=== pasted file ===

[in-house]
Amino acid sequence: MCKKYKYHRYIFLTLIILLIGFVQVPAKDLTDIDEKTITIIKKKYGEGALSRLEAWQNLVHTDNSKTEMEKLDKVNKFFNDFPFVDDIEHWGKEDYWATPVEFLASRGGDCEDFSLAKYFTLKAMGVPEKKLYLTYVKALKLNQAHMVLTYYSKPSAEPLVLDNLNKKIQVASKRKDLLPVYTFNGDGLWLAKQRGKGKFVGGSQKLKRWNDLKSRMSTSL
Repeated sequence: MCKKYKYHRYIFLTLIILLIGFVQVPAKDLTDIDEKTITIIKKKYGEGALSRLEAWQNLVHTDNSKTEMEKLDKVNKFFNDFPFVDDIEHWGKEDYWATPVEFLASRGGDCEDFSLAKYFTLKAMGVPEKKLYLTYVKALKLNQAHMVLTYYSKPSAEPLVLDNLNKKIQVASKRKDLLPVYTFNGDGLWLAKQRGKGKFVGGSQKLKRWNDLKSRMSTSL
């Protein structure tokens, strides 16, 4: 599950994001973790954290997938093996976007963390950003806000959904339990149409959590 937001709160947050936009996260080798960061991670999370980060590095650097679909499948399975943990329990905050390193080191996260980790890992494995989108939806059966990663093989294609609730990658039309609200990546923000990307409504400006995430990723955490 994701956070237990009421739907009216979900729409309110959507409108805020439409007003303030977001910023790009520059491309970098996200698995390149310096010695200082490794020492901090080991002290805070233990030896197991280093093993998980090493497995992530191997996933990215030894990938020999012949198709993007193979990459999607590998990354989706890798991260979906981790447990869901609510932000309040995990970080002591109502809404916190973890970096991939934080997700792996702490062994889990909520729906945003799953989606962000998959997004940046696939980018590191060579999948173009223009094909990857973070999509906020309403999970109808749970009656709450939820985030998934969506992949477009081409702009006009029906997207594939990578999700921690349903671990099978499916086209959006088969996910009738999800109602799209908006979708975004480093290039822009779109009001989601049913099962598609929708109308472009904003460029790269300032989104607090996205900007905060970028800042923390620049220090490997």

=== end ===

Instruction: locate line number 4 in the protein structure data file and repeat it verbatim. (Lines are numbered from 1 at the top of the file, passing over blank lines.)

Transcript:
């Protein structure tokens, strides 16, 4: 599950994001973790954290997938093996976007963390950003806000959904339990149409959590 937001709160947050936009996260080798960061991670999370980060590095650097679909499948399975943990329990905050390193080191996260980790890992494995989108939806059966990663093989294609609730990658039309609200990546923000990307409504400006995430990723955490 994701956070237990009421739907009216979900729409309110959507409108805020439409007003303030977001910023790009520059491309970098996200698995390149310096010695200082490794020492901090080991002290805070233990030896197991280093093993998980090493497995992530191997996933990215030894990938020999012949198709993007193979990459999607590998990354989706890798991260979906981790447990869901609510932000309040995990970080002591109502809404916190973890970096991939934080997700792996702490062994889990909520729906945003799953989606962000998959997004940046696939980018590191060579999948173009223009094909990857973070999509906020309403999970109808749970009656709450939820985030998934969506992949477009081409702009006009029906997207594939990578999700921690349903671990099978499916086209959006088969996910009738999800109602799209908006979708975004480093290039822009779109009001989601049913099962598609929708109308472009904003460029790269300032989104607090996205900007905060970028800042923390620049220090490997």